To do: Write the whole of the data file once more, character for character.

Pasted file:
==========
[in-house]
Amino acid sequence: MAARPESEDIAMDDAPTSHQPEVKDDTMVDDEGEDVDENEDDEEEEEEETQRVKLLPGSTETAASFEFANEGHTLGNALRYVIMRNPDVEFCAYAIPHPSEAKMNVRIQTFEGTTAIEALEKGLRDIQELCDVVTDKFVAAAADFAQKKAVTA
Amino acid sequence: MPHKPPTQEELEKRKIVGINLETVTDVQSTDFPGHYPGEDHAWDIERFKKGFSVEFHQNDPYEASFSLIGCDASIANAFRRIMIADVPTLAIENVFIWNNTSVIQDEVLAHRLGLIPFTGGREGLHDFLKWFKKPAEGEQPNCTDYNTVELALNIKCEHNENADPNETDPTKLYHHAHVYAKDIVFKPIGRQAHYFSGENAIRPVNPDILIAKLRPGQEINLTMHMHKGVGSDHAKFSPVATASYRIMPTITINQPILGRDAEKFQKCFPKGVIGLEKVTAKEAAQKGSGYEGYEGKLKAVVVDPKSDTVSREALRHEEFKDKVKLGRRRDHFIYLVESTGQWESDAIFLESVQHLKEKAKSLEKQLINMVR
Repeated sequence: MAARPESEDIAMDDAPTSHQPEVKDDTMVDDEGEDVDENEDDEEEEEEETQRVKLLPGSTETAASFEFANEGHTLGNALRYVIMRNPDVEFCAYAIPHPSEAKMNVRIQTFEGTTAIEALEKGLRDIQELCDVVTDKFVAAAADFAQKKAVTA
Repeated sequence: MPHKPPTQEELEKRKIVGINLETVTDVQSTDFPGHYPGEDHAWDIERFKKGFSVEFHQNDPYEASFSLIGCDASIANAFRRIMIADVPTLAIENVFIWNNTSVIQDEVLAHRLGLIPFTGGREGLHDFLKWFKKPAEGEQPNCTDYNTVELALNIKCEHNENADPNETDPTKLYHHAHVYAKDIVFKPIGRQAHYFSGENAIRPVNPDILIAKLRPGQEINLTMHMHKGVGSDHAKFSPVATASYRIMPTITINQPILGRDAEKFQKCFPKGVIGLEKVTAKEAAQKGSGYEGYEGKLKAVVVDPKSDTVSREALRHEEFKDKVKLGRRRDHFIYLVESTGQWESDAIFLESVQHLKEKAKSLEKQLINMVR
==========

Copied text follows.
[in-house]
Amino acid sequence: MAARPESEDIAMDDAPTSHQPEVKDDTMVDDEGEDVDENEDDEEEEEEETQRVKLLPGSTETAASFEFANEGHTLGNALRYVIMRNPDVEFCAYAIPHPSEAKMNVRIQTFEGTTAIEALEKGLRDIQELCDVVTDKFVAAAADFAQKKAVTA
Amino acid sequence: MPHKPPTQEELEKRKIVGINLETVTDVQSTDFPGHYPGEDHAWDIERFKKGFSVEFHQNDPYEASFSLIGCDASIANAFRRIMIADVPTLAIENVFIWNNTSVIQDEVLAHRLGLIPFTGGREGLHDFLKWFKKPAEGEQPNCTDYNTVELALNIKCEHNENADPNETDPTKLYHHAHVYAKDIVFKPIGRQAHYFSGENAIRPVNPDILIAKLRPGQEINLTMHMHKGVGSDHAKFSPVATASYRIMPTITINQPILGRDAEKFQKCFPKGVIGLEKVTAKEAAQKGSGYEGYEGKLKAVVVDPKSDTVSREALRHEEFKDKVKLGRRRDHFIYLVESTGQWESDAIFLESVQHLKEKAKSLEKQLINMVR
Repeated sequence: MAARPESEDIAMDDAPTSHQPEVKDDTMVDDEGEDVDENEDDEEEEEEETQRVKLLPGSTETAASFEFANEGHTLGNALRYVIMRNPDVEFCAYAIPHPSEAKMNVRIQTFEGTTAIEALEKGLRDIQELCDVVTDKFVAAAADFAQKKAVTA
Repeated sequence: MPHKPPTQEELEKRKIVGINLETVTDVQSTDFPGHYPGEDHAWDIERFKKGFSVEFHQNDPYEASFSLIGCDASIANAFRRIMIADVPTLAIENVFIWNNTSVIQDEVLAHRLGLIPFTGGREGLHDFLKWFKKPAEGEQPNCTDYNTVELALNIKCEHNENADPNETDPTKLYHHAHVYAKDIVFKPIGRQAHYFSGENAIRPVNPDILIAKLRPGQEINLTMHMHKGVGSDHAKFSPVATASYRIMPTITINQPILGRDAEKFQKCFPKGVIGLEKVTAKEAAQKGSGYEGYEGKLKAVVVDPKSDTVSREALRHEEFKDKVKLGRRRDHFIYLVESTGQWESDAIFLESVQHLKEKAKSLEKQLINMVR